The Regional Sessions Western Australia headed to Albany, Busselton, Kalgoorlie-Boulder, Karratha and Broome last month.
Songwriters and musos of all levels came along to learn from top Australian talent including Katy Steele, Kevin Mitchell, Anna Laverty and more.
So many topics were covered: collaboration, longevity, staying positive and communication
What a time we had presenting The Regional Sessions at five stellar Western Australia locations: Albany, Busselton, Kalgoorlie-Boulder, Karratha and Broome last month.
The past few years have been a wild ride for music creators, and our keynotes shared their thoughts on a range of topics – the power of clear communication, longevity in the industry, the post-covid challenges, the role of technology and mixing up your songwriting approaches.
We learned about a range of key takeaways – here are our top 11:
1. “It’s communication, the whole way along.”
Whether you’re heading to a studio, collaborating or touring, pro-active, clear communication goes a long way.
To get the most out of a recording session, Anna Laverty
recommends you do your research: “before you go anywhere near a studio, talk with the producer about what you want. Give them references to songs you like that sound like what you want, and get on the same page about what you’re aiming for. It’s communication, the whole way along. Trust is important.”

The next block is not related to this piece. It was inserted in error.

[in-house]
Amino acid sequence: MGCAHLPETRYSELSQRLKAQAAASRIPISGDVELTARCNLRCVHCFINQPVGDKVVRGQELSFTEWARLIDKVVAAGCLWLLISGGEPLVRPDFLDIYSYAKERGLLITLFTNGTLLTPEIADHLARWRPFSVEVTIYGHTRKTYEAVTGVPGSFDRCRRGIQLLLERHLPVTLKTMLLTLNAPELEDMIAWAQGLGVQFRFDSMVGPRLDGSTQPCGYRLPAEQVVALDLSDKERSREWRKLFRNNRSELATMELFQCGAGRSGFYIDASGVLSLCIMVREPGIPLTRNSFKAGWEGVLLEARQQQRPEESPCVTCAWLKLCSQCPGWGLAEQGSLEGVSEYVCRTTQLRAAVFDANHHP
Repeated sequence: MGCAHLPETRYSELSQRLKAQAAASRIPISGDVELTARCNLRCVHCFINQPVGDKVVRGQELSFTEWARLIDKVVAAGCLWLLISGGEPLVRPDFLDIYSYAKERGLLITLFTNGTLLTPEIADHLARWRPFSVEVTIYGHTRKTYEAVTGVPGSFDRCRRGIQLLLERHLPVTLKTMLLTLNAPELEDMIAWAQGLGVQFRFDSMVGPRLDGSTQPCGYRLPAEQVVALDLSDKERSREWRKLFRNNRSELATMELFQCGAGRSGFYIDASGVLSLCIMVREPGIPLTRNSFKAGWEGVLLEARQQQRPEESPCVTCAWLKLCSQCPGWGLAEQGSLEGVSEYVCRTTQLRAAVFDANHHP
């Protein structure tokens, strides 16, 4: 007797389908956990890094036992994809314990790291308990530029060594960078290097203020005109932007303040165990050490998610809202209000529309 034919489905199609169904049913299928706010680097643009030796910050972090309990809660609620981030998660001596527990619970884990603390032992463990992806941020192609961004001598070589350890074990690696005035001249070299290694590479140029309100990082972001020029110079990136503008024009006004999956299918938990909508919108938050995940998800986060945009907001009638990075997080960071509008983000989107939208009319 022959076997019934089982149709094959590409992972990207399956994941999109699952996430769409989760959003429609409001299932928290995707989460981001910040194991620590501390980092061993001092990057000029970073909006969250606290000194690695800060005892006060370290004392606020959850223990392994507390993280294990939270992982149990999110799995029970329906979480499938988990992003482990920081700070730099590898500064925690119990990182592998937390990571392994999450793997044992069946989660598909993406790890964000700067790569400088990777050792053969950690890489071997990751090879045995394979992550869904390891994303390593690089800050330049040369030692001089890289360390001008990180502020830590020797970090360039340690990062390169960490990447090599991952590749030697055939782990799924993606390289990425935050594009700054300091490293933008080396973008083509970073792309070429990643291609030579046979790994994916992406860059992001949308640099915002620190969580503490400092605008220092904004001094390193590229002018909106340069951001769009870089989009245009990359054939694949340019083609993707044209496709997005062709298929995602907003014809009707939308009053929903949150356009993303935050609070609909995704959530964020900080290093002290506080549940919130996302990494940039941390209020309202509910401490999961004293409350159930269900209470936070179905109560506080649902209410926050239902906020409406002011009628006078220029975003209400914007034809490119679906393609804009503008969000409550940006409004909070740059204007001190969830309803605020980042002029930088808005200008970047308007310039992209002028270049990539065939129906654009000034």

Petris Torres in Broome also spoke of the producers’ role in encouraging trust with artists: “Sometimes production is not about the musical side, or the technical, sound engineering side, it’s just trying to make them comfortable and let the art come out of the artist.”
2. Have the challenging convos up front: “Talk about it beforehand”
Speaking of communication, participants were encouraged to sort out the administrative, business side of a project early on.
This is an important part of professionalising your practice, and could relate to splits, contracts, production credits, or setting clear expectations on your project.
With regards to songwriting splits, Anna Laverty notes: There’s no set way of doing it… 50 % lyrics, 50% music is one way of doing it. But then equal splits across a band is another way of doing it, for longevity. So 20 years later the band still exists because one guy isn’t driving a Ferrari and the other guy is driving a Datsun. Cause that will cause friction within the dynamic. Nothing wrong with Datsuns by the way" [laughs].
If you’re curious, check out our guide
for songwriting splits
Katy Steele (Little Birdy) recommended getting legal assistance if you’re writing contracts: “You’ve always got to have a lawyer, and read everything properly. And make sure you’ve got a good manager, somebody you trust.”
Our friends at Arts Law are here to help, if you need.